Should You Buy Discover Financial Services (NYSE:DFS) For Its Dividend?

Dividend paying stocks like Discover Financial Services (NYSE:DFS) tend to be popular with investors, and for good reason – some research suggests a significant amount of all stock market returns come from reinvested dividends. Yet sometimes, investors buy a stock for its dividend and lose money because the share price falls by more than they earned in dividend payments.

A high yield and a long history of paying dividends is an appealing combination for Discover Financial Services. It would not be a surprise to discover that many investors buy it for the dividends. The company also bought back stock equivalent to around 6.9% of market capitalisation this year. When buying stocks for their dividends, you should always run through the checks below, to see if the dividend looks sustainable.

Explore this interactive chart for our latest analysis on Discover Financial Services!

historic-dividend
NYSE:DFS Historic Dividend August 31st 2020

Payout ratios

Companies (usually) pay dividends out of their earnings. If a company is paying more than it earns, the dividend might have to be cut. So we need to form a view on if a company’s dividend is sustainable, relative to its net profit after tax. Looking at the data, we can see that 54% of Discover Financial Services’ profits were paid out as dividends in the last 12 months. This is a healthy payout ratio, and while it does limit the amount of earnings that can be reinvested in the business, there is also some room to lift the payout ratio over time.

Remember, you can always get a snapshot of Discover Financial Services’ latest financial position, by checking our visualisation of its financial health.

Dividend Volatility

One of the major risks of relying on dividend income, is the potential for a company to struggle financially and cut its dividend. Not only is your income cut, but the value of your investment declines as well – nasty. For the purpose of this article, we only scrutinise the last decade of Discover Financial Services’ dividend payments. During this period the dividend has been stable, which could imply the business could have relatively consistent earnings power. During the past 10-year period, the first annual payment was US$0.08 in 2010, compared to US$1.8 last year. Dividends per share have grown at approximately 36% per year over this time.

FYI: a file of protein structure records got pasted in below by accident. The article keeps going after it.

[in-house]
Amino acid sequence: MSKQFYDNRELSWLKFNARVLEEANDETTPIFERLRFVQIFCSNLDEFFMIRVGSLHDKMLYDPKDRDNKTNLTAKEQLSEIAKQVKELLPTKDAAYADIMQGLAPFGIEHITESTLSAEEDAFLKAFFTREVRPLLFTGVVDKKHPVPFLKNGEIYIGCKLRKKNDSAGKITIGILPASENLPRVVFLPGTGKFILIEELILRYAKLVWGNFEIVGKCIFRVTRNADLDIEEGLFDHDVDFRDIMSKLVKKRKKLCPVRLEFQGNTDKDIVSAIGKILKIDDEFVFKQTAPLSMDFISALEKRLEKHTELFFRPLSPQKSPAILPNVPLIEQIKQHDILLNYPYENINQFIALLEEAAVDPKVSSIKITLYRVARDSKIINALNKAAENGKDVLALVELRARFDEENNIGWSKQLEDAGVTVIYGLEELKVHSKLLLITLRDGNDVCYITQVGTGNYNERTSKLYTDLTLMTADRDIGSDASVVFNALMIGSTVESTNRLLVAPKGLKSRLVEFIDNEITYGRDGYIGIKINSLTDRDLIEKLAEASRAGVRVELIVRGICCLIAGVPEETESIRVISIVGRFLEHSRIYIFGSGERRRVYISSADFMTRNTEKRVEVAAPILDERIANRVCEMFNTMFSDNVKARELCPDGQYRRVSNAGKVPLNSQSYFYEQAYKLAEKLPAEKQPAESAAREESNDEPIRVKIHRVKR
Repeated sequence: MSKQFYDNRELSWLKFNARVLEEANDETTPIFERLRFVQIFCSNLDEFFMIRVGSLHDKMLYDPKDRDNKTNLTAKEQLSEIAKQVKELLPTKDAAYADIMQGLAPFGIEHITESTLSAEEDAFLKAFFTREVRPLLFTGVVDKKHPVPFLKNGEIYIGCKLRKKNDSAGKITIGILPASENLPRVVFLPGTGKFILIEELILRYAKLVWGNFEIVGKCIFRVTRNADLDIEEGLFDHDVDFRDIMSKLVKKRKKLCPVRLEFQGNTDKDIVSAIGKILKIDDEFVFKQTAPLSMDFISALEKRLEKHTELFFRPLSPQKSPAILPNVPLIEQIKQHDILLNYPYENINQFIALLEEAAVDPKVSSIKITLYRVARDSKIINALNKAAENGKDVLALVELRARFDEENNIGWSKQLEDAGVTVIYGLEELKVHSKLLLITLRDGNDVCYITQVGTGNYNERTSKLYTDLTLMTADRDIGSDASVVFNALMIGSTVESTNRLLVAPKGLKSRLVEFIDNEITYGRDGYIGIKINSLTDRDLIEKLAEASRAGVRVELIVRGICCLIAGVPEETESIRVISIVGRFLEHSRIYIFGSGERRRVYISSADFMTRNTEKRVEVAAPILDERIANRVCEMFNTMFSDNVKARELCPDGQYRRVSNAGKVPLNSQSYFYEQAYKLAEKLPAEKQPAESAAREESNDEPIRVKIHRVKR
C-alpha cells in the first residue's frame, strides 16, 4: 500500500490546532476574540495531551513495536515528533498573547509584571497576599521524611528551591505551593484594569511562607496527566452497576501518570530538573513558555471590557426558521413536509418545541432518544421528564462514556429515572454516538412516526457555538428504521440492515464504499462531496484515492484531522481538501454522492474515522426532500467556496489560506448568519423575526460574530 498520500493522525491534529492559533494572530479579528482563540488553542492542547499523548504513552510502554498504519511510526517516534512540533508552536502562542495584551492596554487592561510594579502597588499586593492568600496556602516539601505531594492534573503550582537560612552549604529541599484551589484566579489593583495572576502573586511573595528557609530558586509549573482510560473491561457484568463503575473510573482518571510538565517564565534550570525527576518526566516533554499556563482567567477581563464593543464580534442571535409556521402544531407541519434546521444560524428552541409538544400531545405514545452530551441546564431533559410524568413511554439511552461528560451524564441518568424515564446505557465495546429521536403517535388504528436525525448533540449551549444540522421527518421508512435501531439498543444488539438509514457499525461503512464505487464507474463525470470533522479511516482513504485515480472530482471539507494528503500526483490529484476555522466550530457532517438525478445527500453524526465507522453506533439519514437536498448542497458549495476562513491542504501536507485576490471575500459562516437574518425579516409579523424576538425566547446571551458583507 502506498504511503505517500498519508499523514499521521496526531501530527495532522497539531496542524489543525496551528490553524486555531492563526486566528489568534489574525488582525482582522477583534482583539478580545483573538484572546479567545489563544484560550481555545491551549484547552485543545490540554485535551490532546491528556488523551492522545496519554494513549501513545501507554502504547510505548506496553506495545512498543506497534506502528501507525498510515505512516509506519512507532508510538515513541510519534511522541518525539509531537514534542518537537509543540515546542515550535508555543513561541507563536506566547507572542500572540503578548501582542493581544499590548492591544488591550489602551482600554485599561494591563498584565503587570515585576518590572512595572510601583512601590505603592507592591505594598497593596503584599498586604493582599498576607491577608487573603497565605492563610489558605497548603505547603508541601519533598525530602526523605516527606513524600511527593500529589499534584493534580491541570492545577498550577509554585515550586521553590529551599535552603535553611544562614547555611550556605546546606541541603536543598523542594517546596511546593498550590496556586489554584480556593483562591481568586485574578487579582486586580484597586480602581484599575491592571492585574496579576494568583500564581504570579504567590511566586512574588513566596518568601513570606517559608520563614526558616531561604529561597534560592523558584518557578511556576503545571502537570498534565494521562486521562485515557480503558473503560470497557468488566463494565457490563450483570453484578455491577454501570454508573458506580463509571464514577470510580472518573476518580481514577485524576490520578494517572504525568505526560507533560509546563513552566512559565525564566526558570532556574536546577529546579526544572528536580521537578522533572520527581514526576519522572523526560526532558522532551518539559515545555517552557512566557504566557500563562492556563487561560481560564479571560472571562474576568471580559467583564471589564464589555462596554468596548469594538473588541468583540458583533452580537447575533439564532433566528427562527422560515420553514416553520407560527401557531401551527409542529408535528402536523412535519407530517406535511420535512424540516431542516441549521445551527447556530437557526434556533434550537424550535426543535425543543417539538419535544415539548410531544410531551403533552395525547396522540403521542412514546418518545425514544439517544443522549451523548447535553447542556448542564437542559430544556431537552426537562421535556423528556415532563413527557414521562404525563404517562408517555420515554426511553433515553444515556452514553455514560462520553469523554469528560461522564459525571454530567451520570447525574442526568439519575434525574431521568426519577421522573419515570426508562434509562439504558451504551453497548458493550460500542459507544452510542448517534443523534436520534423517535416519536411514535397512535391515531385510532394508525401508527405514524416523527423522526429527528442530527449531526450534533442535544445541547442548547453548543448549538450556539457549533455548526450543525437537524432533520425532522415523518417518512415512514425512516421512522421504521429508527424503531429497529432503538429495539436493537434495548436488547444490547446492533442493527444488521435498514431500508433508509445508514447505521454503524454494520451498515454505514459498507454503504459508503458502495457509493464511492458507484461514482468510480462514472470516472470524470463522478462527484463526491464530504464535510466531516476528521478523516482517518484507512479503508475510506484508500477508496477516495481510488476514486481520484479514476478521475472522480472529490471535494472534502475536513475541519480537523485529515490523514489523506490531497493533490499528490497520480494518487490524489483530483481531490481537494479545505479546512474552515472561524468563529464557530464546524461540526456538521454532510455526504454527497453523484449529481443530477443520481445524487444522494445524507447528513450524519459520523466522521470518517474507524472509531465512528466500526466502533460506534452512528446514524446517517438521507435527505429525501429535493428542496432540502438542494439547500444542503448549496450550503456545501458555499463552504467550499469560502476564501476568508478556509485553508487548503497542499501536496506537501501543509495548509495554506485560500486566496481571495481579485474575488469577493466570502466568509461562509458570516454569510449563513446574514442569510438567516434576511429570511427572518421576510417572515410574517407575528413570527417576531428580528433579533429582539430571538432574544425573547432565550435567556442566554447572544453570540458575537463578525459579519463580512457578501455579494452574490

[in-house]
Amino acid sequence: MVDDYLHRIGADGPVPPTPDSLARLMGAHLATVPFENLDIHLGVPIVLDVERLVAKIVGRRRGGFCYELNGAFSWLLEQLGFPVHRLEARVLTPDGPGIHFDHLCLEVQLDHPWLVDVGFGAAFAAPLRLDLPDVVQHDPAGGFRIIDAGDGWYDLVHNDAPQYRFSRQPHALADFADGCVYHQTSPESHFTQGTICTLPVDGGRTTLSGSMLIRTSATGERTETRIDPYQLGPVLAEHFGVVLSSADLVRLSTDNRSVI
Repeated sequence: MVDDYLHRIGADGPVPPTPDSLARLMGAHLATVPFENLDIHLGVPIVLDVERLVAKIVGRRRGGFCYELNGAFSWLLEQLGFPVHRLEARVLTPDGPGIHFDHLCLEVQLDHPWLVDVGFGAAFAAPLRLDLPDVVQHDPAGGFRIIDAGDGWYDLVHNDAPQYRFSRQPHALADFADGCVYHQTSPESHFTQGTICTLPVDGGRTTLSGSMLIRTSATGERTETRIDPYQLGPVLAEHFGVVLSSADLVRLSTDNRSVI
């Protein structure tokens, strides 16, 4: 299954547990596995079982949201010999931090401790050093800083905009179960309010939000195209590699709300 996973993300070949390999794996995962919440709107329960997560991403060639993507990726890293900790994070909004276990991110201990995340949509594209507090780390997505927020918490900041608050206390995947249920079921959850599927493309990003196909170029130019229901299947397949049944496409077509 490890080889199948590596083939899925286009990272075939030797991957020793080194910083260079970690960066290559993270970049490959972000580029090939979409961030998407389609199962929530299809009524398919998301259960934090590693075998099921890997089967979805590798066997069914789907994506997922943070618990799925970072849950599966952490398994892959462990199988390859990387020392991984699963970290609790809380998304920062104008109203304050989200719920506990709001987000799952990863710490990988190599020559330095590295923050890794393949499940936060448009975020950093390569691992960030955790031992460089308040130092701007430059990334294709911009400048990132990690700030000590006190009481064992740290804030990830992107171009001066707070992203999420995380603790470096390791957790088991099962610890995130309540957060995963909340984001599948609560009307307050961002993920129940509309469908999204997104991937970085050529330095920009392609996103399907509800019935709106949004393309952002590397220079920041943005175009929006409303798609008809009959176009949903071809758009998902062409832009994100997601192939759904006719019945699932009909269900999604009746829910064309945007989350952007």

Dividends have been growing pretty quickly, and even more impressively, they haven’t experienced any notable falls during this period.

Dividend Growth Potential

While dividend payments have been relatively reliable, it would also be nice if earnings per share (EPS) were growing, as this is essential to maintaining the dividend’s purchasing power over the long term. Over the past five years, it looks as though Discover Financial Services’ EPS have declined at around 7.9% a year. A modest decline in earnings per share is not great to see, but it doesn’t automatically make a dividend unsustainable. Still, we’d vastly prefer to see EPS growth when researching dividend stocks.

Conclusion

Dividend investors should always want to know if a) a company’s dividends are affordable, b) if there is a track record of consistent payments, and c) if the dividend is capable of growing. Discover Financial Services’ payout ratio is within normal bounds. Moreover, earnings have been shrinking. While the dividends have been fairly steady, we’d wonder for how much longer this will be sustainable if earnings continue to decline. While we’re not hugely bearish on it, overall we think there are potentially better dividend stocks than Discover Financial Services out there.

Companies possessing a stable dividend policy will likely enjoy greater investor interest than those suffering from a more inconsistent approach. At the same time, there are other factors our readers should be conscious of before pouring capital into a stock. For example, we’ve picked out 3 warning signs for Discover Financial Services that investors should know about before committing capital to this stock.

If you are a dividend investor, you might also want to look at our curated list of dividend stocks yielding above 3%.

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This article by Simply Wall St is general in nature. It does not constitute a recommendation to buy or sell any stock, and does not take account of your objectives, or your financial situation. We aim to bring you long-term focused analysis driven by fundamental data. Note that our analysis may not factor in the latest price-sensitive company announcements or qualitative material. Simply Wall St has no position in any stocks mentioned.
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